Faculty of ArtsAustralian Institute of Art History

George Cruikshank (1792-1878): Georgian caricaturist and Victorian illustrator - A prelude to S.T. Gill who was known as the 'Colonial Cruikshank'

 

Keynote lecture:  S.T. Gill and the Colonial World conference
Sheila O'Connell, British Museum

Friday 17 July, 2015
6.30 - 7.30pm 
Melbourne School of Design, B121 | Malaysian Theatre
University of Melbourne

Admission is free.
Bookings are required.
Seating is limited.

Please register your interest here  

Presented by the Australian institute of Art History at the University of Melbourne, in partnership with State Library of Victoria, Melbourne Rare Book Week and supported by the Gordon Darling Foundation.

George Cruikshank lived a series of artistic lives. His first successes as a printmaker were satires on the war with Napoleon, he blossomed as the illustrator/collaborator of the early novels of Charles Dickens, and he spent his last years as a temperance campaigner using new technology to produce prints that could be published cheaply across the world, from London to New York to Sydney. This lecture will outline Cruikshank's development in the context of changes in British society and in the art world in particular. It will concentrate on the early part of his career when, barely out of his teens, Cruikshank became the most successful graphic satirist of the generation following James Gillray. This was the great age of British visual satire and the best of Cruikshank's prints can still raise a laugh even when their subject matter is obscure to most modern audiences. But he always worked under commercial pressure and these early caricatures sometimes attack one side of the political divide and sometimes the other – thus incidentally allowing us access to a range of attitudes to the events of the turbulent wartime and post-war years.Cruikshank's long career spanned a period of enormous change. His prints demonstrate how the nineteenth century saw the British print market change its focus from the elite to the mass market as technology made production cheaper, education and increasing literacy widened the interests of the population as a whole, and the effects of industrialisation and expanding urbanisation called for social reform.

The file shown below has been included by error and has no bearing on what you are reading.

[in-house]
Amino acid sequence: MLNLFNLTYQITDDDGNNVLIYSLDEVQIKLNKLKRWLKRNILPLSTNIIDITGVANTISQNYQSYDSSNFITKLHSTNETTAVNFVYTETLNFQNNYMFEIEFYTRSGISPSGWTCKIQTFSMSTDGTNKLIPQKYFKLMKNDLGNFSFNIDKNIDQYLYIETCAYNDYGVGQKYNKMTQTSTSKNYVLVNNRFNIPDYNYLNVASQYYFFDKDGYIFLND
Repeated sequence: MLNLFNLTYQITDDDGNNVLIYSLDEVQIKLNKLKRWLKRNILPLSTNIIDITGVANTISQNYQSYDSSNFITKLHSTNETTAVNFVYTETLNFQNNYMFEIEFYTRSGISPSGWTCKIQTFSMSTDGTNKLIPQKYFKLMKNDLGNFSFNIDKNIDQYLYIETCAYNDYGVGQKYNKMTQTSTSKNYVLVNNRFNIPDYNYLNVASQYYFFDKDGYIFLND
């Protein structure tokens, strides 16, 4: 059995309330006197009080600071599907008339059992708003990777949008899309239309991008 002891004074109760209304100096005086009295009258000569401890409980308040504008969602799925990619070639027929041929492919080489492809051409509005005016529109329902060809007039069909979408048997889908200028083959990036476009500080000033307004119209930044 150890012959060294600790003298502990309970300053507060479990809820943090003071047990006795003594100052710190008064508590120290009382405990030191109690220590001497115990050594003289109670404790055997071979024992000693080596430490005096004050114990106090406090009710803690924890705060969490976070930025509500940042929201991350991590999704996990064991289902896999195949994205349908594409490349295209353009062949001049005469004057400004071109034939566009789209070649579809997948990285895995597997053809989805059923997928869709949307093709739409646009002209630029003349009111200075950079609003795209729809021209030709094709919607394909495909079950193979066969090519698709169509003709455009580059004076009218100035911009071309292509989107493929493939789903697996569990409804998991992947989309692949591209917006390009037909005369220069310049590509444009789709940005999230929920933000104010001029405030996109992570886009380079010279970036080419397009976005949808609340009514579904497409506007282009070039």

About Sheila O'Connell
Sheila O'Connell has been curator of British prints before 1880 at the British Museum since 1990. She worked in the Department of Prints and Drawings as a Research Assistant from 1979 to 1985 and then spent a year as Paul Mellon Fellow at the Yale Center for British Art before returning to the U.K. where she was a curator at the Bar Convent Museum, York, and Kenwood House, London. Her exhibitions for the British Museum include: Britain meets the World 1714-1830 (a loan exhibition to the Palace Museum, Beijing, 2007; London 1753 (British Museum, 2003); The Popular Print in England (British Museum, 1999). In 2015 the exhibition Bonaparte and the British: prints and propaganda in the age of Napoleon that she organised with Tim Clayton will be on show at the British Museum from 5 February to 16 August. She has published articles in Print Quarterly, The Burlington Magazine, The Age of Johnson, Publishing History and elsewhere. She is a member of the Council of the London Topographical Society and in 2016 will take over as editor of the Society's annual publications. She is also curatorial adviser to Dr Johnson's House, a trustee of the William Hogarth Trust and a Fellow of the Society of Antiquaries.

Presented in association with the exhibition:
Australian Sketchbook: Colonial life and the art of S.T. Gill
17 July - 25 October 2015
Keith Murdoch Gallery, State Library of Victoria, Melbourne
Presented by State Library Victoria in partnership with National Library of Australia
Curated by Professor Sasha Grishin

Gordon Darling Foundation logoState Library Victoria logo reading, "What's your story"?Melbourne Rare Book Week logo

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